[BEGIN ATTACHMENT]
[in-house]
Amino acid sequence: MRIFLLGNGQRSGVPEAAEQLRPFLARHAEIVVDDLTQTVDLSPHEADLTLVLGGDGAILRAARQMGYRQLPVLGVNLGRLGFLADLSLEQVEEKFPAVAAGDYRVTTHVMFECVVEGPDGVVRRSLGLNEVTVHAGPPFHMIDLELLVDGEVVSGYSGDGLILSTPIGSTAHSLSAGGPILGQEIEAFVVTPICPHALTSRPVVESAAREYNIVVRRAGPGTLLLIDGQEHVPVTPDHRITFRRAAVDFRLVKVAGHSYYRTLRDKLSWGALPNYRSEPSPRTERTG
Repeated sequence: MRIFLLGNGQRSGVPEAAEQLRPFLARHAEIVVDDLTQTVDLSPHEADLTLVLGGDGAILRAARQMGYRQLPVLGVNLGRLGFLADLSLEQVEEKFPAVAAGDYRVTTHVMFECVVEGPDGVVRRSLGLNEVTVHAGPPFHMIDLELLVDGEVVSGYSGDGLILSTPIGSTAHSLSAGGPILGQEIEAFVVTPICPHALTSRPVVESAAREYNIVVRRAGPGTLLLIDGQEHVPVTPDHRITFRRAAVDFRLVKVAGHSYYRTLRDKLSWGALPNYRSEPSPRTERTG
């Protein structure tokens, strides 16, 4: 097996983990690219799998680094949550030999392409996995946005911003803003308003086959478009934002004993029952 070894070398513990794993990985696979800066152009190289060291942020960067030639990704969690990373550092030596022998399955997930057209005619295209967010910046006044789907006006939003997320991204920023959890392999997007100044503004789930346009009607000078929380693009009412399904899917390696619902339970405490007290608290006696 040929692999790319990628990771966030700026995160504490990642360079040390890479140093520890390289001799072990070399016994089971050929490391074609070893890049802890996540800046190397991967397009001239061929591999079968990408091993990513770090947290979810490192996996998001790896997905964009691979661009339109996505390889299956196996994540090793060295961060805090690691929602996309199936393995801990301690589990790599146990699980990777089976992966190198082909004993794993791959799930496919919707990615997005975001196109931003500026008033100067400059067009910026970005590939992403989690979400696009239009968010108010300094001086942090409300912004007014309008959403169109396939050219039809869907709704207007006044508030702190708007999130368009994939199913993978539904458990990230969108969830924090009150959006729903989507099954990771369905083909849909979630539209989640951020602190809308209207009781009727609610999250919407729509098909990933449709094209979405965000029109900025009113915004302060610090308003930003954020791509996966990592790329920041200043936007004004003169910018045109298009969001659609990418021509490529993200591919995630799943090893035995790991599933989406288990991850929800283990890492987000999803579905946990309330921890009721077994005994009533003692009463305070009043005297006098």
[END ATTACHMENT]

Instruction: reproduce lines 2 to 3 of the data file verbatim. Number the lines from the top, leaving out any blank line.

Amino acid sequence: MRIFLLGNGQRSGVPEAAEQLRPFLARHAEIVVDDLTQTVDLSPHEADLTLVLGGDGAILRAARQMGYRQLPVLGVNLGRLGFLADLSLEQVEEKFPAVAAGDYRVTTHVMFECVVEGPDGVVRRSLGLNEVTVHAGPPFHMIDLELLVDGEVVSGYSGDGLILSTPIGSTAHSLSAGGPILGQEIEAFVVTPICPHALTSRPVVESAAREYNIVVRRAGPGTLLLIDGQEHVPVTPDHRITFRRAAVDFRLVKVAGHSYYRTLRDKLSWGALPNYRSEPSPRTERTG
Repeated sequence: MRIFLLGNGQRSGVPEAAEQLRPFLARHAEIVVDDLTQTVDLSPHEADLTLVLGGDGAILRAARQMGYRQLPVLGVNLGRLGFLADLSLEQVEEKFPAVAAGDYRVTTHVMFECVVEGPDGVVRRSLGLNEVTVHAGPPFHMIDLELLVDGEVVSGYSGDGLILSTPIGSTAHSLSAGGPILGQEIEAFVVTPICPHALTSRPVVESAAREYNIVVRRAGPGTLLLIDGQEHVPVTPDHRITFRRAAVDFRLVKVAGHSYYRTLRDKLSWGALPNYRSEPSPRTERTG